In two metre high swell the port foil broke free of the crossarm.
On Monday 8 June, L’Hydroptere, the longest hydrofoil built, suffered a second accident in front of La Baule after the breaking of a crossarm when sailing near Lorient exactly three years ago, in June 1995.
This time, the port foil, a 6 meter long piece, built in carbon by Dassault Aviation in Toulouse, went free of its fixation to the crossarm. The crew could sail back safely to La Trinite sur Mer.
L’Hydroptere was sailing in two meters high swell, in SO winds, 20-25 knots strong.
With a beam increased to 24 meters and a lenght limited to 18 meters, the Hydroptere is the world longest speed sailing project. Alain Thebault, his young skipper, had the concept in mind since 1985 and has devoted all his past 13 years to the project, which has been paid partially by the French tax-payers, Dassault, Matra and the French Navy.
Alain Thebault and his crew had to crack the Laurent Bourgnon 24-Hours record this year (540 miles) and also the Atlantic record. They claim to have achieved recently 39 knots.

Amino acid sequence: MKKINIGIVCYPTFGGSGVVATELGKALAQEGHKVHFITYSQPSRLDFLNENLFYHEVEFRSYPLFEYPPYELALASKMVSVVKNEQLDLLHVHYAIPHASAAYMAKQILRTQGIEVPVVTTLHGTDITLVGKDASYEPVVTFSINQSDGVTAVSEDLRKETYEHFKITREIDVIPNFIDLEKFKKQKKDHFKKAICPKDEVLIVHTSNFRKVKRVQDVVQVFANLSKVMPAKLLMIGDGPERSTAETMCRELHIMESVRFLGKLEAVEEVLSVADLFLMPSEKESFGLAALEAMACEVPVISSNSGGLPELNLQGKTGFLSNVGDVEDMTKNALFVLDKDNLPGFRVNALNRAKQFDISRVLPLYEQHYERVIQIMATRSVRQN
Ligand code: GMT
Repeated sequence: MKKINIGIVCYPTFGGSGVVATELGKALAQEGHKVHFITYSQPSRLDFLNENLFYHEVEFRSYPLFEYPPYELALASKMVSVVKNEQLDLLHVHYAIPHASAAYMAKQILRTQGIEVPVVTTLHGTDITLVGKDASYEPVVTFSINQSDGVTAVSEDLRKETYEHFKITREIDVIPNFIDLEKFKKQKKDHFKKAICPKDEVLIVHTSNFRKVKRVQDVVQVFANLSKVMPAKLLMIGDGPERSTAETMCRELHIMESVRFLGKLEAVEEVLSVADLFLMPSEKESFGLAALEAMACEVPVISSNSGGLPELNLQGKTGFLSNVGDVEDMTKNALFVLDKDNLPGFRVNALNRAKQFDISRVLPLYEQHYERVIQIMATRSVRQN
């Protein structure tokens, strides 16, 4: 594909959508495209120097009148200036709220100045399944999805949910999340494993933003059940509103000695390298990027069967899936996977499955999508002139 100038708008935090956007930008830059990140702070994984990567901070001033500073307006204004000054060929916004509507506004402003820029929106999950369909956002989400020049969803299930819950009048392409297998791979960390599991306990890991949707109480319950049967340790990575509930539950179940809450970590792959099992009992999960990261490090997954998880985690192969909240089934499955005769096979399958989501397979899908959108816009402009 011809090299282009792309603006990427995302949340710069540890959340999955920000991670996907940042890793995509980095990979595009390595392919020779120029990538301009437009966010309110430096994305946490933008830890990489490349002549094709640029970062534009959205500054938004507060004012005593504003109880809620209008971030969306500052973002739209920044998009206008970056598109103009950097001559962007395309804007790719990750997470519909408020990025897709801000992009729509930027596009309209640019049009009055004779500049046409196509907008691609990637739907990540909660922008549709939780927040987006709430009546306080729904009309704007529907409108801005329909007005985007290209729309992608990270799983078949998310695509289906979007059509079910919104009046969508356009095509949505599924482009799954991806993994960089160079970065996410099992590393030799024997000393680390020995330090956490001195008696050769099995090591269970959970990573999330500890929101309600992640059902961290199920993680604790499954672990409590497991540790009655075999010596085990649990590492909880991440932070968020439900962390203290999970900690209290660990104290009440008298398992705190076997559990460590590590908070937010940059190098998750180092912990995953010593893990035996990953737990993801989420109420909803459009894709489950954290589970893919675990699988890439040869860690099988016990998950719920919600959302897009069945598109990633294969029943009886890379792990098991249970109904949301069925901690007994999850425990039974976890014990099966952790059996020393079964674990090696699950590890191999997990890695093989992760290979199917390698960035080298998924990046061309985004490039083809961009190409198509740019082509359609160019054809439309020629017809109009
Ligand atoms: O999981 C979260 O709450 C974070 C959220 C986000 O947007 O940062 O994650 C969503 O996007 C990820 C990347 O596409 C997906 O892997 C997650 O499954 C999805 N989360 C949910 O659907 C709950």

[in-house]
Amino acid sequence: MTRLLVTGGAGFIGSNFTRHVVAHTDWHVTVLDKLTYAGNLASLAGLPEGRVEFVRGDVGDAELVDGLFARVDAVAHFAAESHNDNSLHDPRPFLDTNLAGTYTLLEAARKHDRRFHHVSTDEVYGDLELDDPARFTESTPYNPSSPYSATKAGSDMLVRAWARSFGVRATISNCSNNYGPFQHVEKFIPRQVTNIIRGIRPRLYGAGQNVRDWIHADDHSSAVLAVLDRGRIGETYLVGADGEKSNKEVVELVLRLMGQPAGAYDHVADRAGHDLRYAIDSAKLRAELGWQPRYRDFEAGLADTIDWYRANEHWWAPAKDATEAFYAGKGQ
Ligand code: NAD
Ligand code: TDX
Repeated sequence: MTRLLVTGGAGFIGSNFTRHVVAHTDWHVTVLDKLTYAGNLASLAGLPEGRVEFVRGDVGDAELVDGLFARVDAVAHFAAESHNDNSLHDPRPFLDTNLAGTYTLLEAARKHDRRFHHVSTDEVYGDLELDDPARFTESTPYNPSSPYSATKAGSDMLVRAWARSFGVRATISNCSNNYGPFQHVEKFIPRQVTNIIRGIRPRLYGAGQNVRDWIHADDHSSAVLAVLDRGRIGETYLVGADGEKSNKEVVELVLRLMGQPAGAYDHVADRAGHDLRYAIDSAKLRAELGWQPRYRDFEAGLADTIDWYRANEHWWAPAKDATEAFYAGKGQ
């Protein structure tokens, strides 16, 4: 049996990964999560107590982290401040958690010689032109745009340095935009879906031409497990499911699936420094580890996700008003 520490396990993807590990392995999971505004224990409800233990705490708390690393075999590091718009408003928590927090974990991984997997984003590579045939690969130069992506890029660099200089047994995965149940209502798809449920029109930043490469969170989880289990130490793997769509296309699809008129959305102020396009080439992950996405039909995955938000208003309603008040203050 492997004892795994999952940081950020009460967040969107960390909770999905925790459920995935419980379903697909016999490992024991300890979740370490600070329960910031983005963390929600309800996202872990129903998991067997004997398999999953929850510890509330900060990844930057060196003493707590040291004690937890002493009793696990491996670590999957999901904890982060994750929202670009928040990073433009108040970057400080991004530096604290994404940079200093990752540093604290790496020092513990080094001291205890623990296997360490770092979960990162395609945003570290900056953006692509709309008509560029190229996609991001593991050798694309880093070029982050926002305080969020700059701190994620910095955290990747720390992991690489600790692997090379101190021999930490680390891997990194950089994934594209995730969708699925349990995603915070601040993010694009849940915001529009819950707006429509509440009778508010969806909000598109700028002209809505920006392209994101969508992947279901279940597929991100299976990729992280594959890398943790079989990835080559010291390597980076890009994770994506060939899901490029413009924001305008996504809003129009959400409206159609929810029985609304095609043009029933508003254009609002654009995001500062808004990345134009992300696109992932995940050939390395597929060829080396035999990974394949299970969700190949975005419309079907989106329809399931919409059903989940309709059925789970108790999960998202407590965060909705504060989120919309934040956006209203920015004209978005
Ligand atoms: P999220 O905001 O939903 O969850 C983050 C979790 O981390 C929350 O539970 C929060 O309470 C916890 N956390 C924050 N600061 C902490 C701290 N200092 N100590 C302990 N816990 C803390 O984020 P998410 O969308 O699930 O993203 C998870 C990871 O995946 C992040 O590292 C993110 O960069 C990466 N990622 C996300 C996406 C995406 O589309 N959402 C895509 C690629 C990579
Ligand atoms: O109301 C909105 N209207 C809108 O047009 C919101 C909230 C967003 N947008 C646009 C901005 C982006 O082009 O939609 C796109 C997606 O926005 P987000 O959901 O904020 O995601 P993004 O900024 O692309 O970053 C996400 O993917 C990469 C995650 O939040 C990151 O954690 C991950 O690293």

In spite of the work of the structure engineers from Dassault, Matra and l’Aerospatiale in Nantes, and all the money invested, the high number of modifications since the launching in 1994 shows the complexity to understand the true load on the different part of the flying craft.
If Simon Mc Keon and Tim Daddo crack the 50 knots barrier next September in Australia with their Extreme 50, – the lowest budget devoted to a record-breaker- it will take a long time for l’Hydroptere to rejoin them.